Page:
These Hyungs are characterized by its use of Neh Gung (soft, internal power) techniques. The motivation of these Hyungs is “Guiding the Way” for practitioners to become better martial artists through the development of one’s techniques, use of Hu Ri and understanding of both Weh Gung and Neh Gung, as well as Harmony of Body.  Like stars in the sky that helped a sailor navigate, these Hyungs are our guide to further our training.

Developed by Kwan Jang Nim Hwang Kee in 1952.  First introduced in America at the 1983 National Championships.

Joong Gan Ryu.


PASSAI: Snake/Cobra

Originally named “Pal Che”, meaning “collection of the best/fastest techniques”.

Passai means, “To penetrate the fortress”.  This Hyung is characterized by its quick and active movements selected from the techniques of the So Rim Sa (a southern Chinese Temple). Creator unknown, in Hwa Nam, Southern China, mid to late 1500′s. Weh Ka Ryu.



Originally named “Neh Bo Jin”, meaning inward advancing step.

These Hyungs are characterized by their low horse stances, and powerful techniques.  All the movements are passive and deliberate with extensive hip. Created by Jang Song Kye in Ha Buk, Northern China, during the Song Dynasty about 1000 A.D. Neh Ka Ryu.


JIN DO and LO HAI: Small and Large Crane

Jin Do means “Way of movement” or to advance and retreat, as characterized by the Hyungs pattern.

These Hyungs help develop balance and poise by emphasizing the Han Bahl  Seo Kee Jasehs (crane stance), with light and active movements similar to the crane.   Jin Do – Creator unknown, in Ha Nam, Southern China, 200-300 years ago.

Lo Hai – Creator unknown, in Ha Nam, Southern China, unknown time. Weh Ka Ryu.



Yuk Ro Cho Dan - Du Moon: Great Gate

Yuk Ro E Dan - Joong Jul: Cutting the Middle

Yuk Ro Sam Dan - Po Wol: Embrace the Moon

Yuk Ro Sa Dan - Yang Pyun: High Whipping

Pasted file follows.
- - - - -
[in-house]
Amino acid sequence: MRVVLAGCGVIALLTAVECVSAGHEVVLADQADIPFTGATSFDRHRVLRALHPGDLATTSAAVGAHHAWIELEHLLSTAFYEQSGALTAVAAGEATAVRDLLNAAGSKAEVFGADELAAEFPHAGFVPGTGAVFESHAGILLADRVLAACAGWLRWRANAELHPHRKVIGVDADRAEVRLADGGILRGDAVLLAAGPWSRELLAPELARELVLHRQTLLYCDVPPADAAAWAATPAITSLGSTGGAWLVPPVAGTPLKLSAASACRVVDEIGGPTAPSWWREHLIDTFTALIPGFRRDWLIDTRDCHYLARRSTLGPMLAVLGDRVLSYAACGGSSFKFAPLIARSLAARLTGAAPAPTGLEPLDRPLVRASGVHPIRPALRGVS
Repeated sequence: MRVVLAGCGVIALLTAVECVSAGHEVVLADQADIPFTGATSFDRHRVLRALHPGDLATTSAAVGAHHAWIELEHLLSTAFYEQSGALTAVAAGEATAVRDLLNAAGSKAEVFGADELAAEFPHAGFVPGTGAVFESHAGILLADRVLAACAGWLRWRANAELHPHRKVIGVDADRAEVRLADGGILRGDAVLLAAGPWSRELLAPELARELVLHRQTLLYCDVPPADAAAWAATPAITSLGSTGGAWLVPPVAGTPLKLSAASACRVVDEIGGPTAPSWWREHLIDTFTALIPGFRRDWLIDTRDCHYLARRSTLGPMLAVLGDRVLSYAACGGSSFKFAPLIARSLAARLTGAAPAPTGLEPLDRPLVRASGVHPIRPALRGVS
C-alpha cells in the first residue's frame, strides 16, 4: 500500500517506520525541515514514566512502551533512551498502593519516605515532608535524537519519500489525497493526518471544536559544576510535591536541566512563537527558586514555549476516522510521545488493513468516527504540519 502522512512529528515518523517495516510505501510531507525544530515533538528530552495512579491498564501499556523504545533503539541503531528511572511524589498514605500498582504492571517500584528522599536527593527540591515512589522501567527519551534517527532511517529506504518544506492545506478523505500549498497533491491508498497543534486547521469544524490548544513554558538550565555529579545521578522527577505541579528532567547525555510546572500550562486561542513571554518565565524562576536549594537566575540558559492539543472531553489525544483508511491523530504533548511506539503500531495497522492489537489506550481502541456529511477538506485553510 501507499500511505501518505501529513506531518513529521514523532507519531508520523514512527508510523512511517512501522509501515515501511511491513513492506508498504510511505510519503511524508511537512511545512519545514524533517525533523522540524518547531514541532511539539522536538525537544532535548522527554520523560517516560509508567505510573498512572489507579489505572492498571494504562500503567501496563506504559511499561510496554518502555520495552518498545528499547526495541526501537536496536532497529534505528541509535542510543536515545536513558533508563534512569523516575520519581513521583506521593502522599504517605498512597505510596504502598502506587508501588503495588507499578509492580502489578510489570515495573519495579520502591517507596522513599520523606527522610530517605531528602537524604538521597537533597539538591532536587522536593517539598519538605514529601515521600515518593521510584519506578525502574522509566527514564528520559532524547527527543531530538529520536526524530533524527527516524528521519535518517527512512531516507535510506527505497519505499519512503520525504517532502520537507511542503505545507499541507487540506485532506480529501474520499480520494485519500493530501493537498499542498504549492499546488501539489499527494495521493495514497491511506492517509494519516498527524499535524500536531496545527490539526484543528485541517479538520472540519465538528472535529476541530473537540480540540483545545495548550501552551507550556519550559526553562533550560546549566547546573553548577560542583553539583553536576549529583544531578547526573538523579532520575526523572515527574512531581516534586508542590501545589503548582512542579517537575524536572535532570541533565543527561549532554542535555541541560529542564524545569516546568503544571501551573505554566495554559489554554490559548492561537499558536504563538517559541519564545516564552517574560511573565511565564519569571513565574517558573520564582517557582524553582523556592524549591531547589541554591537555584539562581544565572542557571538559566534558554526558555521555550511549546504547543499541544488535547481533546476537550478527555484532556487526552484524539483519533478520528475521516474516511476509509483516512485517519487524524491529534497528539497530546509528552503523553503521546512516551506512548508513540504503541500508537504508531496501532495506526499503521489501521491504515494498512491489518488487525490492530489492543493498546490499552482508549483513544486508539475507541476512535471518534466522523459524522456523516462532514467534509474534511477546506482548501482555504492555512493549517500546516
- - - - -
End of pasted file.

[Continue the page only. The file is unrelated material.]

Yuk Ro O Dan - Sal Chu:  Killing Hammer / Killing Scale

Yuk Ro Yuk Dan - Choong Ro: Jump and Seize

Jang Rip Ja Nim Hwang Kee developed the Yuk Ro Hyungs as he studied the Moo Yei Do Bo Tong Ji.  Through studying this book he divided the section on Kwon Bup it into 17 patterns called hyungs.  6 of these patterns are the Yuk Ro Hyungs, 10 are the Sip Dan Khum and the last is Hwa Sun.

Joong Gan Ryu


In trying to achieve perfection we should see the Hyung in an overall spectrum, not as bits and pieces. We should not make the spectator aware of the Hyung’s individual techniques, but rather we should present the idea and character of the Hyung’s flow. It is for this reason that a student should practice with sincerity and deep commitment. Also, students should practice a Hyung that they are mentally and physically ready for, not ones above their level.


“Perfect form, exquisite fusion of the mind and body is a high art and thing of beauty.”

                                                                                   Grandmaster Hwang Kee


12 Elements to be used for evaluating a form and for the study of its improved performance


1.  Form Sequence – The proper and correct sequence of moves in a particular form.

2.  Power Control – Command of the release, restraint and relaxation of explosive energy of focused power.

3.  Tension and Relaxation – Mastery of breathing and timing in the accumulation and release of energy or power.

4.  Speed and Rhythm Control – Coordination and patterning of moves at rates appropriate to the sub-sequences within the form.

5.  Direction of Movement – Certainty of balance and confidence of step in changing direction.

6.  Spirit or Attitude – Evidence of a sense of calm and humility based on self-knowledge and dedication to the perfect form.

7.  Power of Technique – Rigor and strength of moves especially evident in equal power of attack and defense.

8.  Understanding Form Technique – Demonstration in the form that the sequence of moveshas been internalized and flows with the naturalness and ease of reflex responses, that is, without the obvious intervention of conscience thought.

9.  Distinctive Features of the Form – Evocation in the observer of a vivid awareness of the specific kinds of attacks and of the number and direction of attackers for which a particular form is designed.

10.  Perfect Finish – As additional evidence of concentration and control, the last move of the form ends at the starting point and then remain frozen or fixed there until signaled by the referee, judge or teachers.

11.  Precision of Movements – Such accuracy in the execution of a move as reflects the finest logical coordination of balance, distance, power, ability and control.

12.  Intentness – Direction and concentration of the entire attention upon points of power.  The intent eyes communicate both a determination to defend against attack and a predetermined plan or deliberate design for defense.  Further, the eyes anticipate the intended direction of moves by quick shifts and then concentrate of focus upon the point of power.